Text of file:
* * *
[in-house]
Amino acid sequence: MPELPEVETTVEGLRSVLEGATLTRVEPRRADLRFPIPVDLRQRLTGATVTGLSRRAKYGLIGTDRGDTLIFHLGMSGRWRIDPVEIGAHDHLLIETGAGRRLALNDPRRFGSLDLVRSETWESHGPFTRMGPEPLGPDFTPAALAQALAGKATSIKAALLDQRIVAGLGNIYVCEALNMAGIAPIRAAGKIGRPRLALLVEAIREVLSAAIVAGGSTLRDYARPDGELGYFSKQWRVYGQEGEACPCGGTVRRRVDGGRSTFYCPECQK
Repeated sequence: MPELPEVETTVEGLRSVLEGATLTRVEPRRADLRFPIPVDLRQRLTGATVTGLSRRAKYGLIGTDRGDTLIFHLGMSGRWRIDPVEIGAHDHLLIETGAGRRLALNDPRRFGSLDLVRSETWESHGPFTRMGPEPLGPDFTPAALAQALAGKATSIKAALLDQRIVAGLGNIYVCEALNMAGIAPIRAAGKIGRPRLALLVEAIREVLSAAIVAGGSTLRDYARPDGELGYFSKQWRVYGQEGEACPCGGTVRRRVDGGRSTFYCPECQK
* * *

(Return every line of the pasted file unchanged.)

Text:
[in-house]
Amino acid sequence: MPELPEVETTVEGLRSVLEGATLTRVEPRRADLRFPIPVDLRQRLTGATVTGLSRRAKYGLIGTDRGDTLIFHLGMSGRWRIDPVEIGAHDHLLIETGAGRRLALNDPRRFGSLDLVRSETWESHGPFTRMGPEPLGPDFTPAALAQALAGKATSIKAALLDQRIVAGLGNIYVCEALNMAGIAPIRAAGKIGRPRLALLVEAIREVLSAAIVAGGSTLRDYARPDGELGYFSKQWRVYGQEGEACPCGGTVRRRVDGGRSTFYCPECQK
Repeated sequence: MPELPEVETTVEGLRSVLEGATLTRVEPRRADLRFPIPVDLRQRLTGATVTGLSRRAKYGLIGTDRGDTLIFHLGMSGRWRIDPVEIGAHDHLLIETGAGRRLALNDPRRFGSLDLVRSETWESHGPFTRMGPEPLGPDFTPAALAQALAGKATSIKAALLDQRIVAGLGNIYVCEALNMAGIAPIRAAGKIGRPRLALLVEAIREVLSAAIVAGGSTLRDYARPDGELGYFSKQWRVYGQEGEACPCGGTVRRRVDGGRSTFYCPECQK